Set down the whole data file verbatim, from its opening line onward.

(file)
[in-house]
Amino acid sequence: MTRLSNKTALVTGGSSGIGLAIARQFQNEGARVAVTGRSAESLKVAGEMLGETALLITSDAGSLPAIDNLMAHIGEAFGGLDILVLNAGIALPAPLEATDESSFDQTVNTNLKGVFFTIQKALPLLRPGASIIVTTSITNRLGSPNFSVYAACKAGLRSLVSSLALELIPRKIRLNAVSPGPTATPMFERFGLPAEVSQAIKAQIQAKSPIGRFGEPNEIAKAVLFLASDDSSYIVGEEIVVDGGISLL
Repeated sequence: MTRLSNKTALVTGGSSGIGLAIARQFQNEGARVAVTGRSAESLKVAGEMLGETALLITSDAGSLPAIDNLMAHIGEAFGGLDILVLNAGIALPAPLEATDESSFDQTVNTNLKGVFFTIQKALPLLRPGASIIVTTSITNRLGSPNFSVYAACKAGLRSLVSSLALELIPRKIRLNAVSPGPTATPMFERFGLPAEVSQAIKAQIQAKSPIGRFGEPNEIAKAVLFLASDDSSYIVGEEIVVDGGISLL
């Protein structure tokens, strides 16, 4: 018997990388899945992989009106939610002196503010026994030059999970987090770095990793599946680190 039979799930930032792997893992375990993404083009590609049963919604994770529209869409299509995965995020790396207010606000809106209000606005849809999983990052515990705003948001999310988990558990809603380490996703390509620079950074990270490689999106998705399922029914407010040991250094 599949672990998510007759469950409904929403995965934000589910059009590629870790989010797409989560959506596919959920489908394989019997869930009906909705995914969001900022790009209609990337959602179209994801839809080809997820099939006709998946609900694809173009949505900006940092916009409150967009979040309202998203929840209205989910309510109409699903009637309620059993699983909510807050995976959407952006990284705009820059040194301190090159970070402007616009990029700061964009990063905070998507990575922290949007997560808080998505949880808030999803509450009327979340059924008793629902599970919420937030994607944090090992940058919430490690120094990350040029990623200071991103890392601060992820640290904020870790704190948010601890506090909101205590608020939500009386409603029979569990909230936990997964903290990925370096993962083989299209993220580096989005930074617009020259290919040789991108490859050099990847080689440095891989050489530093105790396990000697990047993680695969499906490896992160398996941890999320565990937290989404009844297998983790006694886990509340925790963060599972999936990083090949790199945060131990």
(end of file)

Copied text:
[in-house]
Amino acid sequence: MTRLSNKTALVTGGSSGIGLAIARQFQNEGARVAVTGRSAESLKVAGEMLGETALLITSDAGSLPAIDNLMAHIGEAFGGLDILVLNAGIALPAPLEATDESSFDQTVNTNLKGVFFTIQKALPLLRPGASIIVTTSITNRLGSPNFSVYAACKAGLRSLVSSLALELIPRKIRLNAVSPGPTATPMFERFGLPAEVSQAIKAQIQAKSPIGRFGEPNEIAKAVLFLASDDSSYIVGEEIVVDGGISLL
Repeated sequence: MTRLSNKTALVTGGSSGIGLAIARQFQNEGARVAVTGRSAESLKVAGEMLGETALLITSDAGSLPAIDNLMAHIGEAFGGLDILVLNAGIALPAPLEATDESSFDQTVNTNLKGVFFTIQKALPLLRPGASIIVTTSITNRLGSPNFSVYAACKAGLRSLVSSLALELIPRKIRLNAVSPGPTATPMFERFGLPAEVSQAIKAQIQAKSPIGRFGEPNEIAKAVLFLASDDSSYIVGEEIVVDGGISLL
């Protein structure tokens, strides 16, 4: 018997990388899945992989009106939610002196503010026994030059999970987090770095990793599946680190 039979799930930032792997893992375990993404083009590609049963919604994770529209869409299509995965995020790396207010606000809106209000606005849809999983990052515990705003948001999310988990558990809603380490996703390509620079950074990270490689999106998705399922029914407010040991250094 599949672990998510007759469950409904929403995965934000589910059009590629870790989010797409989560959506596919959920489908394989019997869930009906909705995914969001900022790009209609990337959602179209994801839809080809997820099939006709998946609900694809173009949505900006940092916009409150967009979040309202998203929840209205989910309510109409699903009637309620059993699983909510807050995976959407952006990284705009820059040194301190090159970070402007616009990029700061964009990063905070998507990575922290949007997560808080998505949880808030999803509450009327979340059924008793629902599970919420937030994607944090090992940058919430490690120094990350040029990623200071991103890392601060992820640290904020870790704190948010601890506090909101205590608020939500009386409603029979569990909230936990997964903290990925370096993962083989299209993220580096989005930074617009020259290919040789991108490859050099990847080689440095891989050489530093105790396990000697990047993680695969499906490896992160398996941890999320565990937290989404009844297998983790006694886990509340925790963060599972999936990083090949790199945060131990």